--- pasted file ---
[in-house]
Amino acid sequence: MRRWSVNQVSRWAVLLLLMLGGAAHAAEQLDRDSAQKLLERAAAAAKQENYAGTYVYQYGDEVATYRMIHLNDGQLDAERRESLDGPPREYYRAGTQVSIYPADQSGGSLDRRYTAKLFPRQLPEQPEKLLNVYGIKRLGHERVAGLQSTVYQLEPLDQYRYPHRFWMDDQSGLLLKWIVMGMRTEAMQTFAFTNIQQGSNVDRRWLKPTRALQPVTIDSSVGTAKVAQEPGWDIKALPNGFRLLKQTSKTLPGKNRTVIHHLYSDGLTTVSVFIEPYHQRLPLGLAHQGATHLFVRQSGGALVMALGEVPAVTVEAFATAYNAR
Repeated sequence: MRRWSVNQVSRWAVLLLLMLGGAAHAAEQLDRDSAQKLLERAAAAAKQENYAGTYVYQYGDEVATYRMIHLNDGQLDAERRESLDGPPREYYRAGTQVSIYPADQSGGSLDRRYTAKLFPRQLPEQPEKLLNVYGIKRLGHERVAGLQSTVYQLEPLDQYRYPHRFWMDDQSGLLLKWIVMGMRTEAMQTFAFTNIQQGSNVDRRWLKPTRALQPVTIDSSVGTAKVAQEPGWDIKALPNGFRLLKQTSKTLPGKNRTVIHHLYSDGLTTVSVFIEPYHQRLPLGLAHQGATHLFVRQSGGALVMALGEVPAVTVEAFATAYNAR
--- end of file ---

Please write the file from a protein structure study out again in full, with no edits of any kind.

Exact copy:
[in-house]
Amino acid sequence: MRRWSVNQVSRWAVLLLLMLGGAAHAAEQLDRDSAQKLLERAAAAAKQENYAGTYVYQYGDEVATYRMIHLNDGQLDAERRESLDGPPREYYRAGTQVSIYPADQSGGSLDRRYTAKLFPRQLPEQPEKLLNVYGIKRLGHERVAGLQSTVYQLEPLDQYRYPHRFWMDDQSGLLLKWIVMGMRTEAMQTFAFTNIQQGSNVDRRWLKPTRALQPVTIDSSVGTAKVAQEPGWDIKALPNGFRLLKQTSKTLPGKNRTVIHHLYSDGLTTVSVFIEPYHQRLPLGLAHQGATHLFVRQSGGALVMALGEVPAVTVEAFATAYNAR
Repeated sequence: MRRWSVNQVSRWAVLLLLMLGGAAHAAEQLDRDSAQKLLERAAAAAKQENYAGTYVYQYGDEVATYRMIHLNDGQLDAERRESLDGPPREYYRAGTQVSIYPADQSGGSLDRRYTAKLFPRQLPEQPEKLLNVYGIKRLGHERVAGLQSTVYQLEPLDQYRYPHRFWMDDQSGLLLKWIVMGMRTEAMQTFAFTNIQQGSNVDRRWLKPTRALQPVTIDSSVGTAKVAQEPGWDIKALPNGFRLLKQTSKTLPGKNRTVIHHLYSDGLTTVSVFIEPYHQRLPLGLAHQGATHLFVRQSGGALVMALGEVPAVTVEAFATAYNAR